The opinion of the court was delivered by: WEXLER
Plaintiff Philip Carlucci, d/b/a P.C. Waterproofing Co. ("Carlucci") brings this litigation against defendants Owens-Corning Fiberglas Corporation ("Owens-Corning"), RJC Associates, Inc. ("RJC"), Robert Capazzi, and Jeffrey Capazzi, and "John Doe, Individually and John Doe Corporation, Being One Or More Defendants Whose Names Are Presently Unknown." Plaintiff alleges that certain actions taken by defendants violated the Sherman and Clayton Antitrust Acts, 15 U.S.C. §§ 1, 2, 3, 13, 15, the Racketeer Influenced and Corrupt Organizations Act ("RICO"), 18 U.S.C. §§ 1961-68, Articles 22 and 33 of the New York General Business Law, N.Y. Gen. Bus. L. §§ 340-47, 680-95, and the common law of the State of New York. Owens-Corning now moves for an order pursuant to Fed. R. Civ. P. 9(b) and 12 dismissing certain counts of plaintiff's complaint for failure to state a claim and allege fraud with particularity.
This case is currently before the Court upon a motion to dismiss. The material allegations of plaintiff's complaint, along with such reasonable inferences as might be drawn in plaintiff's favor, must therefore at this time be taken as admitted. Gargiul v. Tompkins, 704 F.2d 661 (2d Cir. 1983), vacated on other grounds, 465 U.S. 1016, 104 S. Ct. 1263, 79 L. Ed. 2d 670 (1984); Murray v. City of Milford, 380 F.2d 468 (2d Cir. 1967). The Court may dismiss the counts of the complaint against which Owens-Corning now moves only if it is clear that no relief could be granted for these claims under any set of facts that could be proved consistent with the complaint's allegations. Hishon v. King & Spalding, 467 U.S. 69, 104 S. Ct. 2229, 81 L. Ed. 2d 59 (1984). Furthermore, the Court is restricted on defendant's motion to evaluating the legal sufficiency of the pleadings. Scheuer v. Rhodes, 416 U.S. 232, 94 S. Ct. 1683, 40 L. Ed. 2d 90 (1974). A motion such as defendant's is addressed to the face of the pleadings and the Court may look only within the four corners of the complaint or to statements or documents attached as exhibits to or clearly incorporated by reference in the pleadings. Fed. R. Civ. P. 10(c): Goldman v. Belden, 754 F.2d 1059 (2d Cir. 1985): Ryder Energy Distribution Corp. v. Merrill Lynch Commodities, Inc., 748 F.2d 774 (2d Cir. 1984).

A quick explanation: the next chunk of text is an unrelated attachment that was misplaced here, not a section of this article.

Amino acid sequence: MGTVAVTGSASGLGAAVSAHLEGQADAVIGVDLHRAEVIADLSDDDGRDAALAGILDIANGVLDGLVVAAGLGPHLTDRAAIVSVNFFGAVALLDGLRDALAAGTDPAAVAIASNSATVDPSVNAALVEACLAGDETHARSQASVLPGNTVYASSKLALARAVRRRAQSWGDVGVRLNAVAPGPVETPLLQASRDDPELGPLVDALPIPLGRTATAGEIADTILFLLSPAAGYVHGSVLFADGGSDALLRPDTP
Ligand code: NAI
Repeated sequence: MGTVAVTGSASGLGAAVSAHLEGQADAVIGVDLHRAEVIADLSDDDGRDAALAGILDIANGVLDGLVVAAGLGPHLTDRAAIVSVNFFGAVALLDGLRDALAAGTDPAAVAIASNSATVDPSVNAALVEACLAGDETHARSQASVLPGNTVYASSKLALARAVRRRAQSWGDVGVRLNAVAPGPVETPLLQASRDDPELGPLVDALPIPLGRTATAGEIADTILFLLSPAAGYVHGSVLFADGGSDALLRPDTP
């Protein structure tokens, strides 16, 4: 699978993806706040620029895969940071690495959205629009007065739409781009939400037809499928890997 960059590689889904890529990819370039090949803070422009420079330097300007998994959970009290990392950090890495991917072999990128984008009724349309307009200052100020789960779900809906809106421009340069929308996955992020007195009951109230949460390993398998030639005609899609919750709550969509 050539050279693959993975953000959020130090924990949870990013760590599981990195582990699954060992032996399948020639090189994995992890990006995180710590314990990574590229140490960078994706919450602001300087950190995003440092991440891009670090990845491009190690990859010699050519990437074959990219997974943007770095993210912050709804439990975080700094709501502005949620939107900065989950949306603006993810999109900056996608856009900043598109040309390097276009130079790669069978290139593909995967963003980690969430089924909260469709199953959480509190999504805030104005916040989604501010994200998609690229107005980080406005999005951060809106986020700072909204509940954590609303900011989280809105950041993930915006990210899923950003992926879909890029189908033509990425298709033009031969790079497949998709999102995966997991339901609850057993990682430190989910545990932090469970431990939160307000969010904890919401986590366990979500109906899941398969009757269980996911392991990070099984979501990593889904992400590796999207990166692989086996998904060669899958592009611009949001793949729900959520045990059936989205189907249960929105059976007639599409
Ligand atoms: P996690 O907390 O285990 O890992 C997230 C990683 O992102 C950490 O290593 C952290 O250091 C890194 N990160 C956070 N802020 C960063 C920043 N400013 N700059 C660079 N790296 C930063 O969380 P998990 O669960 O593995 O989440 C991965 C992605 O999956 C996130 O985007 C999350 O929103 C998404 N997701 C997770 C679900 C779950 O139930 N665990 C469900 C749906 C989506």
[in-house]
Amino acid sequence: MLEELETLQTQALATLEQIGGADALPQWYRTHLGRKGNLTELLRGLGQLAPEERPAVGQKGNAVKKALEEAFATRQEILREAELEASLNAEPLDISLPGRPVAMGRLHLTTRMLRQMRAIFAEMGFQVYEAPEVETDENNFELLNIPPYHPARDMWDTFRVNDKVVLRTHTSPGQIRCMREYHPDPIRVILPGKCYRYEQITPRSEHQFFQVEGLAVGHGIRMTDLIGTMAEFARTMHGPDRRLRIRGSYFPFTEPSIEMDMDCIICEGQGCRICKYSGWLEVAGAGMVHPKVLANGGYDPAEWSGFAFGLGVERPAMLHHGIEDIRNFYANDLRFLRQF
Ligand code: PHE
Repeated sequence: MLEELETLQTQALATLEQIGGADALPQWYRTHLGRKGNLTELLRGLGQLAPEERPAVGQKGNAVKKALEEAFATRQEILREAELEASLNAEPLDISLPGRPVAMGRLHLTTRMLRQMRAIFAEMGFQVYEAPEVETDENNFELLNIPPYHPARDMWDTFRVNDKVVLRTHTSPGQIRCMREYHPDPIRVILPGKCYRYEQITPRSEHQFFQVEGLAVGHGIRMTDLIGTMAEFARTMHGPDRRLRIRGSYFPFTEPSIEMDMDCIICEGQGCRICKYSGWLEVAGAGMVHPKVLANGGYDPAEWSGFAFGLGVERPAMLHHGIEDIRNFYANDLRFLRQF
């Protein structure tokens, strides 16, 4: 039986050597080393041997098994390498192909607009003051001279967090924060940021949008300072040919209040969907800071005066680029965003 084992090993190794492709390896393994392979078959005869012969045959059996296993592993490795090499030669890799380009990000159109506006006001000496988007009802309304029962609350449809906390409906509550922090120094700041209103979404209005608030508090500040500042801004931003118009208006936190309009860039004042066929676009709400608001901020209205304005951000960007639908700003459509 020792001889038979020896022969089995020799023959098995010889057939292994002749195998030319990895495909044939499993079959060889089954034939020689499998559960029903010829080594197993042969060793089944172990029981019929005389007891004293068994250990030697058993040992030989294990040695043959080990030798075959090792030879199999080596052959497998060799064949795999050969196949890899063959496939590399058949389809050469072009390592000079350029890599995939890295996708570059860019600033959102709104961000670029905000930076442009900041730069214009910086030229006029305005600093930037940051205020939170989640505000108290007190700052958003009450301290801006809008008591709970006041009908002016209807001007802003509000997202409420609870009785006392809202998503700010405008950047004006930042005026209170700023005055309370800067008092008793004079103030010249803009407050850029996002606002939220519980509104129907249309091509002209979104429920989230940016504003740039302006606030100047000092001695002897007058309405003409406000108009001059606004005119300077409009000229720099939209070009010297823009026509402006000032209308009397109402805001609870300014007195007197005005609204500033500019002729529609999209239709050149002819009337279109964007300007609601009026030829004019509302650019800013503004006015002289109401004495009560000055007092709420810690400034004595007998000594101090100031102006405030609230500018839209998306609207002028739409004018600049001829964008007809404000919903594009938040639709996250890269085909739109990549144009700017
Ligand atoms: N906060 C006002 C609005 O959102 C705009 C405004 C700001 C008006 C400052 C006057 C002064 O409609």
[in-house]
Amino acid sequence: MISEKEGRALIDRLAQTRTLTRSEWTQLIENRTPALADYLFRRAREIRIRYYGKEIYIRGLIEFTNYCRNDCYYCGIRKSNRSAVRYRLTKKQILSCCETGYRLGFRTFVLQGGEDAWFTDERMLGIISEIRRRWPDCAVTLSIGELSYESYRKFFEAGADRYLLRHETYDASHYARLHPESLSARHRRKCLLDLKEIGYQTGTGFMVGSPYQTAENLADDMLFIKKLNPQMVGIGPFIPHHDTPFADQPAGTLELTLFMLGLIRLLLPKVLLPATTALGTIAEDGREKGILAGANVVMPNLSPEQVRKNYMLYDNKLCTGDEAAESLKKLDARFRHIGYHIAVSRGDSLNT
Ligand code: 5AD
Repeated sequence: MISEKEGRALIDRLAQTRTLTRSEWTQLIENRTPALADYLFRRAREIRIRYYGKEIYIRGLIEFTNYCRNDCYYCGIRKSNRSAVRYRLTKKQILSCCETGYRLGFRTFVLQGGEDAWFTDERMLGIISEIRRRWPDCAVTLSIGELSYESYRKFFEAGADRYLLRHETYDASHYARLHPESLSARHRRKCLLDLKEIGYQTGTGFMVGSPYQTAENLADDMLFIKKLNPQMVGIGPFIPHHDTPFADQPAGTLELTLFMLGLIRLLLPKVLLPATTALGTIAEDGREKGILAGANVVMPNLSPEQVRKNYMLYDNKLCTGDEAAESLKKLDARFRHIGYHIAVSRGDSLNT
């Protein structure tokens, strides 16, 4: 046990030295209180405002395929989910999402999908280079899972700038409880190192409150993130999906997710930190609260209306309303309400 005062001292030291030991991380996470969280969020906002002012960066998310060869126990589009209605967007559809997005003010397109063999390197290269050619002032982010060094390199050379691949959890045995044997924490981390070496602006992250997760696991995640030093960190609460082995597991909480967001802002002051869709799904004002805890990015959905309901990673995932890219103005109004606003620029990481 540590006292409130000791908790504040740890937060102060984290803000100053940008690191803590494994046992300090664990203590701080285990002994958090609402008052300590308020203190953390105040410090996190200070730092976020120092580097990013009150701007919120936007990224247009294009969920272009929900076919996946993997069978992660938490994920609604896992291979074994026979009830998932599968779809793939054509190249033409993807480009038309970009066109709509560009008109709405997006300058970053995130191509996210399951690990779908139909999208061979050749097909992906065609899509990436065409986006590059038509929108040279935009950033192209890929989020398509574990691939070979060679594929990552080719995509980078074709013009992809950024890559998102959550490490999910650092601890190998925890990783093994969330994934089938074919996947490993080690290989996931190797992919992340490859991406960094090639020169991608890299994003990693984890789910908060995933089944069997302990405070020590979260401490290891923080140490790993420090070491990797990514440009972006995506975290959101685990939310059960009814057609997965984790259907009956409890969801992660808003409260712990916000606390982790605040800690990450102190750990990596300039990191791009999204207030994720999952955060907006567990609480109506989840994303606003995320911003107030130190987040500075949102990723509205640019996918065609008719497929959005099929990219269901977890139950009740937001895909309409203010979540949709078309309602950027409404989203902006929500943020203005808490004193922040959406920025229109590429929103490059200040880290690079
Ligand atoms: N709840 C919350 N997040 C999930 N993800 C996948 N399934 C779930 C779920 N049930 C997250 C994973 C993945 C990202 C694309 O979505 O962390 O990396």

In accordance with these principles, the Court takes its statement of the facts relevant to Owens-Corning's motion from Carlucci's complaint. In or about October, 1985, Carlucci contacted a Harrison, New Jersey office of Owens-Corning to inquire as to whether plaintiff might be designated a distributor or contractor authorized to purchase and resell "Tuff-n-'Dri," a waterproofing material developed, manufactured, and sold by Owens-Corning for application to exterior concrete foundations. Carlucci asserts that, after extensive discussions held in Suffolk County, New York, plaintiff was advised that he had been approved as a distributor or contractor for Tuff-n-Dri, and, in or about November, 1985, purchased certain equipment and apparatus required to conduct business operations employing the waterproofing material. Also in or about November, 1985, plaintiff ordered, paid for, and received from Owens-Corning approximately five hundred gallons of Tuff-n-Dri.
Shortly after the acceptance of plaintiff's order for Tuff-n-Dri, Owens-Corning purportedly contacted Carlucci on several occasions and advised plaintiff that his resale price, which was below that of other Owens-Corning distributors and contractors, was too low. Carlucci nonetheless continued to sell at the lower price. On November 21, 1985, Owens-Corning terminated plaintiff's status as a distributor or contractor, allegedly because of an unlawful agreement between Owens-Corning, RJC, which is an Owens-Corning distributor and contractor, Robert and Jeffrey Capazzi, and unnamed others "already, or about to be, engaged in the Owens-Corning program relating to" Tuff-n-Dri. This supposed agreement between defendants and others is designed to control the price, sale, distribution, and application of Tuff-n-Dri in New York City, Nassau and Suffolk Counties, the State of New York, and the United States. Carlucci further asserts that Owens-Corning terminated plaintiff as a distributor or contractor not at its own behest, but upon the insistence of RJC, Richard and Jeffrey Capuzzi, and unnamed others.